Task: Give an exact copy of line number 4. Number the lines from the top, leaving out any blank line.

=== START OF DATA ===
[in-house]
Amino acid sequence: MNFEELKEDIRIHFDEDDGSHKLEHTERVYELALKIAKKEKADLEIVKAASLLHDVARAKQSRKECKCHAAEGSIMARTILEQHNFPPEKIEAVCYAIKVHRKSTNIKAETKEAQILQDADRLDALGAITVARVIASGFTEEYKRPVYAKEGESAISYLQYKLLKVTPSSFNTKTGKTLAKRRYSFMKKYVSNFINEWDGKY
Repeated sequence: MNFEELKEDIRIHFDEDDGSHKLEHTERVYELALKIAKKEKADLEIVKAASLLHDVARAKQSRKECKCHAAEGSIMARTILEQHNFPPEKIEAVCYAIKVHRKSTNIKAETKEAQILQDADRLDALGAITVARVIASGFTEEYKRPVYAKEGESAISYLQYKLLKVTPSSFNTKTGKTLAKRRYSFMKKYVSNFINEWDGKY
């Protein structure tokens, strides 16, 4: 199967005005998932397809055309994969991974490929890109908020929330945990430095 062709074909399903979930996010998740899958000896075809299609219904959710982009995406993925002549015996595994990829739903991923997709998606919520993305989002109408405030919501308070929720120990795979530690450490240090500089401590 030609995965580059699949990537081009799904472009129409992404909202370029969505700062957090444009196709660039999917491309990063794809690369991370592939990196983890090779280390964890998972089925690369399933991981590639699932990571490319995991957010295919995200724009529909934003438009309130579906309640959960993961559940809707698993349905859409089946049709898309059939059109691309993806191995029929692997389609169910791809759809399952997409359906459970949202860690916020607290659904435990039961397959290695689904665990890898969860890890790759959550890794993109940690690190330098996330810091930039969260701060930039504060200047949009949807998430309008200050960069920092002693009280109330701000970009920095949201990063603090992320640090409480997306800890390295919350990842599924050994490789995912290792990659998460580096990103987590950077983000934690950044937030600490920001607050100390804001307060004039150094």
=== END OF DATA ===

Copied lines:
């Protein structure tokens, strides 16, 4: 199967005005998932397809055309994969991974490929890109908020929330945990430095 062709074909399903979930996010998740899958000896075809299609219904959710982009995406993925002549015996595994990829739903991923997709998606919520993305989002109408405030919501308070929720120990795979530690450490240090500089401590 030609995965580059699949990537081009799904472009129409992404909202370029969505700062957090444009196709660039999917491309990063794809690369991370592939990196983890090779280390964890998972089925690369399933991981590639699932990571490319995991957010295919995200724009529909934003438009309130579906309640959960993961559940809707698993349905859409089946049709898309059939059109691309993806191995029929692997389609169910791809759809399952997409359906459970949202860690916020607290659904435990039961397959290695689904665990890898969860890890790759959550890794993109940690690190330098996330810091930039969260701060930039504060200047949009949807998430309008200050960069920092002693009280109330701000970009920095949201990063603090992320640090409480997306800890390295919350990842599924050994490789995912290792990659998460580096990103987590950077983000934690950044937030600490920001607050100390804001307060004039150094």